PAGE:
General Landscape Uses:
Primarily recommended for natural landscapes and habitat restorations. Also an accent epiphyte. Identified by Fair Child Tropical Botanic Garden as a native that does especially well in shade in this brochure
Ecological Restoration Notes:
One of the most abundant epiphytic ferns in a wide variety of forests.
Grown by enthusiasts.
Epiphytic or terrestrial fern with numerous erect fronds rising in a tuft from the rootstock. Leaves long and narrow.
Typically 2-3 feet in height. Mostly taller than broad.
Monroe County Keys north to Volusia, Lake and Citrus counties; West Indies, Mexico, Central America and South America. In the Monroe County Keys, apparently native only to Key Largo.
Map of select IRC data from peninsular Florida.
Map of suggested ZIP codes north to Indian River and Manatee counties.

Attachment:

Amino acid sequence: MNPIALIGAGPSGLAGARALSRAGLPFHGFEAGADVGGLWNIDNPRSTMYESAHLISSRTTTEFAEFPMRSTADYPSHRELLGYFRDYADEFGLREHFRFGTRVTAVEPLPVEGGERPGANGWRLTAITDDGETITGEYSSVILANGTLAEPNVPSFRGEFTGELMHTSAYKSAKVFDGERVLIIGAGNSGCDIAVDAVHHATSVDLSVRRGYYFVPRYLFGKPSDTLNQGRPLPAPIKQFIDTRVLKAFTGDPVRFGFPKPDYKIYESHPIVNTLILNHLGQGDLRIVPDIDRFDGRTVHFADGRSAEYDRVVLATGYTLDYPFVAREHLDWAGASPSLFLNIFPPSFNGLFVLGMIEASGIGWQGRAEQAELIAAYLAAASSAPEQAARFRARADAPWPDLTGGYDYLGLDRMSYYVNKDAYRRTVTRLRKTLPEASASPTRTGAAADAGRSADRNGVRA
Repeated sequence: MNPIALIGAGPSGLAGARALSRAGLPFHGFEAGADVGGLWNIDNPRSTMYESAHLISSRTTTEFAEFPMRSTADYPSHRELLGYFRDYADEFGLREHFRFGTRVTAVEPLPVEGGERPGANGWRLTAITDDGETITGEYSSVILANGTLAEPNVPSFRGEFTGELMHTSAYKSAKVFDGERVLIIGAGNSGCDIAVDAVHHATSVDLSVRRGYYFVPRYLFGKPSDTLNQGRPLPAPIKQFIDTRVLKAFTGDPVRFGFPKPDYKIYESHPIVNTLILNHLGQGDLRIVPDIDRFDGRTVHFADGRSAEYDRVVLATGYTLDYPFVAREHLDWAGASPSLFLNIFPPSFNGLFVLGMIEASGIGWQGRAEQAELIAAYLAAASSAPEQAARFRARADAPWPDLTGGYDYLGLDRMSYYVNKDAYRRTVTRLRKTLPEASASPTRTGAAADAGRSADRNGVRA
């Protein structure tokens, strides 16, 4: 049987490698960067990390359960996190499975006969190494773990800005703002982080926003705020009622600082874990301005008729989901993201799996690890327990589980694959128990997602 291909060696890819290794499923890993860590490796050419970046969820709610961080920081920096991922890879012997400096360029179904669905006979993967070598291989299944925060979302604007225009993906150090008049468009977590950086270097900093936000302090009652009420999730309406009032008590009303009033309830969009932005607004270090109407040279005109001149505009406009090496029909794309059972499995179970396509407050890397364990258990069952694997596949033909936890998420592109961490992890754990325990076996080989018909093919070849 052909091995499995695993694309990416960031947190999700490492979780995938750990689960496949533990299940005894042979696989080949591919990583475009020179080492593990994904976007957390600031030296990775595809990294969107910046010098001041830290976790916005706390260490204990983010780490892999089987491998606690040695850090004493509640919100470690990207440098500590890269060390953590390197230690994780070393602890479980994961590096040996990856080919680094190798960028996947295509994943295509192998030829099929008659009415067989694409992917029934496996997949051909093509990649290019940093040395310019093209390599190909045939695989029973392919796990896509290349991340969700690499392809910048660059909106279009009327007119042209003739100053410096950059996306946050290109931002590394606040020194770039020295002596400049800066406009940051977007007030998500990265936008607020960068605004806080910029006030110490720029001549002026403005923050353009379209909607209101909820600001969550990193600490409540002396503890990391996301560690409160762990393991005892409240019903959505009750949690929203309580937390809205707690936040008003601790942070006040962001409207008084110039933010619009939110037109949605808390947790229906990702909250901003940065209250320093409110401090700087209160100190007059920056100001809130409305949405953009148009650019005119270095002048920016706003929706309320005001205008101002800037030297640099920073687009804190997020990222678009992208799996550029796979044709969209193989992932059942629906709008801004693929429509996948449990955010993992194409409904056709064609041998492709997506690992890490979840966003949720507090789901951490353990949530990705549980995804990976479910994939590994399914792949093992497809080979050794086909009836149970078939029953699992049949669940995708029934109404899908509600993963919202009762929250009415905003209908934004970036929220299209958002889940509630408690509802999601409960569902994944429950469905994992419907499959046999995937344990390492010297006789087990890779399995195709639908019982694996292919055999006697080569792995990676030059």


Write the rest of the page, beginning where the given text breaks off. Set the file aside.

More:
Map of ZIP codes with habitat recommendations north to Martin and Charlotte counties.
A wide variety of swamps and humid forests.
Epiphytic, growing on the trunks and branches of trees and shrubs, or terrestrial in moist, well-drained humusy leaf litter; also on rotting logs and on limestone.
Moderate; can grow on nutrient poor substrate, but needs some nutrient inputs to thrive.
Salt Water Tolerance:
Low; does not tolerate long-term flooding by salt or brackish water.
Salt Wind Tolerance:
Low; salt wind may burn the leaves.
Low; requires moist substrate and high humidity and is intolerant of long periods of drought.
There are no flowers; the plants reproduce by spores.
Can be grown from spores. Small plants can be transplanted.
A Gardener's Guide to Florida's Native Plants